“This work has been a personal priority since my appointment as Minister, therefore I am very pleased to announce the commencement of the new Small Company Administrative Rescue Process.”

The legislation provides a new simplified restructuring process for viable small companies which is more cost and time-effective, initiated by companies themselves, and commenced without the need for Court approval.

Minister Troy continued:

“This rescue process is modelled on our existing examinership process and founded on a bedrock of well understood procedures and precedents. It is a simplified and effective process that I believe will give small and micro companies a genuine opportunity to restructure and continue to trade. If any small business is experiencing temporary difficulties but is fundamentally viable, I would encourage them to consider this process as a suitable option.”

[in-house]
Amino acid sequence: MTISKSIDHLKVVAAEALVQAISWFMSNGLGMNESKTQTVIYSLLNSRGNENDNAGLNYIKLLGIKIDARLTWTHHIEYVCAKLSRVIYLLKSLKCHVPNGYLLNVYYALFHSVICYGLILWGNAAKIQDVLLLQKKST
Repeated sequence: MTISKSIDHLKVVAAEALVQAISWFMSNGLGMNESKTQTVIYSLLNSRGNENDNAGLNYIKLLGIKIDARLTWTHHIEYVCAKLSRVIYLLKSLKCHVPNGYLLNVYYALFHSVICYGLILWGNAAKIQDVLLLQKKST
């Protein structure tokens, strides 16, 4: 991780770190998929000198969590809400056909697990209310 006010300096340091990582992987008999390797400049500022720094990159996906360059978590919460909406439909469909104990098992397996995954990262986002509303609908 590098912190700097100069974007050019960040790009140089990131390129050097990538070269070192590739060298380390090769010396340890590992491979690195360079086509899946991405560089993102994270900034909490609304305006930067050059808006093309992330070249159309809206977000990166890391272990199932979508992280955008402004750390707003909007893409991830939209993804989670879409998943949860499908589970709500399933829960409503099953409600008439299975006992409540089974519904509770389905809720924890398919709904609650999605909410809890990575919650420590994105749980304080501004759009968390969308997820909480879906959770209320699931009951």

Further information on the small company administrative rescue process is available at enterprise.gov.ie/RescueProcess

Notes for Editors

Background

As part of the Government’s medium-term stabilisation response to the economic challenges of the pandemic, and in keeping with commitments contained in the Programme for Government, the Companies (Rescue Process for Small and Micro Companies) Act 2021 provides for a stand-alone rescue framework for small and micro companies. It is recognised that Ireland’s existing framework, examinership, while internationally recognised and successful in its own right, may be beyond the reach of small companies due to the associated costs. In this regard, the Tánaiste wrote to the Company Law Review Group (CLRG[1]) requesting it to examine the issue of rescue for small companies and make recommendations as to how such a process might be designed. The provisions of the Act emanate from the CLRG’s subsequent recommendations.